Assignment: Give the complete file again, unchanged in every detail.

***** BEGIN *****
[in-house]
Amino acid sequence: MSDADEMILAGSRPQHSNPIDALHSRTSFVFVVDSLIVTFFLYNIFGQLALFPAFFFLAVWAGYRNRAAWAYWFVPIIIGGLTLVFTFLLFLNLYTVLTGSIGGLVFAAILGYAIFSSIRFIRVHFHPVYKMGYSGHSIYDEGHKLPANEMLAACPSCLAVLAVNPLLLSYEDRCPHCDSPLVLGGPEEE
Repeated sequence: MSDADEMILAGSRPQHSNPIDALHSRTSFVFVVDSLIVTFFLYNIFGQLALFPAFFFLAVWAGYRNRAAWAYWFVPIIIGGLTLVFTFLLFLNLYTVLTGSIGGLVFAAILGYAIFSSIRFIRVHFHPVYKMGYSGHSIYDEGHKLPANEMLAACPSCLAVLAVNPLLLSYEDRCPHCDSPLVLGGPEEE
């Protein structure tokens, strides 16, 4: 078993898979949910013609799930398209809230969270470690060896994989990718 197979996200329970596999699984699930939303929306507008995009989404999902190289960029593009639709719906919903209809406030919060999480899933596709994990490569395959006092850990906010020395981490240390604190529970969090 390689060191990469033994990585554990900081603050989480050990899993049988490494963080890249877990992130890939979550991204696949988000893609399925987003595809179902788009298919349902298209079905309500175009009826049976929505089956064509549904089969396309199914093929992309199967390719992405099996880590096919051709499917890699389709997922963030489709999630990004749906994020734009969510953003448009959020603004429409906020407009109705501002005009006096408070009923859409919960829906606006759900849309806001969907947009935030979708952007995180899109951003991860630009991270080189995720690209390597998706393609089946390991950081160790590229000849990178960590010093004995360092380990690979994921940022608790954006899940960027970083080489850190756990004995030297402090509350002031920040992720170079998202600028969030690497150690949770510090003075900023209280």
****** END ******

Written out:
[in-house]
Amino acid sequence: MSDADEMILAGSRPQHSNPIDALHSRTSFVFVVDSLIVTFFLYNIFGQLALFPAFFFLAVWAGYRNRAAWAYWFVPIIIGGLTLVFTFLLFLNLYTVLTGSIGGLVFAAILGYAIFSSIRFIRVHFHPVYKMGYSGHSIYDEGHKLPANEMLAACPSCLAVLAVNPLLLSYEDRCPHCDSPLVLGGPEEE
Repeated sequence: MSDADEMILAGSRPQHSNPIDALHSRTSFVFVVDSLIVTFFLYNIFGQLALFPAFFFLAVWAGYRNRAAWAYWFVPIIIGGLTLVFTFLLFLNLYTVLTGSIGGLVFAAILGYAIFSSIRFIRVHFHPVYKMGYSGHSIYDEGHKLPANEMLAACPSCLAVLAVNPLLLSYEDRCPHCDSPLVLGGPEEE
């Protein structure tokens, strides 16, 4: 078993898979949910013609799930398209809230969270470690060896994989990718 197979996200329970596999699984699930939303929306507008995009989404999902190289960029593009639709719906919903209809406030919060999480899933596709994990490569395959006092850990906010020395981490240390604190529970969090 390689060191990469033994990585554990900081603050989480050990899993049988490494963080890249877990992130890939979550991204696949988000893609399925987003595809179902788009298919349902298209079905309500175009009826049976929505089956064509549904089969396309199914093929992309199967390719992405099996880590096919051709499917890699389709997922963030489709999630990004749906994020734009969510953003448009959020603004429409906020407009109705501002005009006096408070009923859409919960829906606006759900849309806001969907947009935030979708952007995180899109951003991860630009991270080189995720690209390597998706393609089946390991950081160790590229000849990178960590010093004995360092380990690979994921940022608790954006899940960027970083080489850190756990004995030297402090509350002031920040992720170079998202600028969030690497150690949770510090003075900023209280």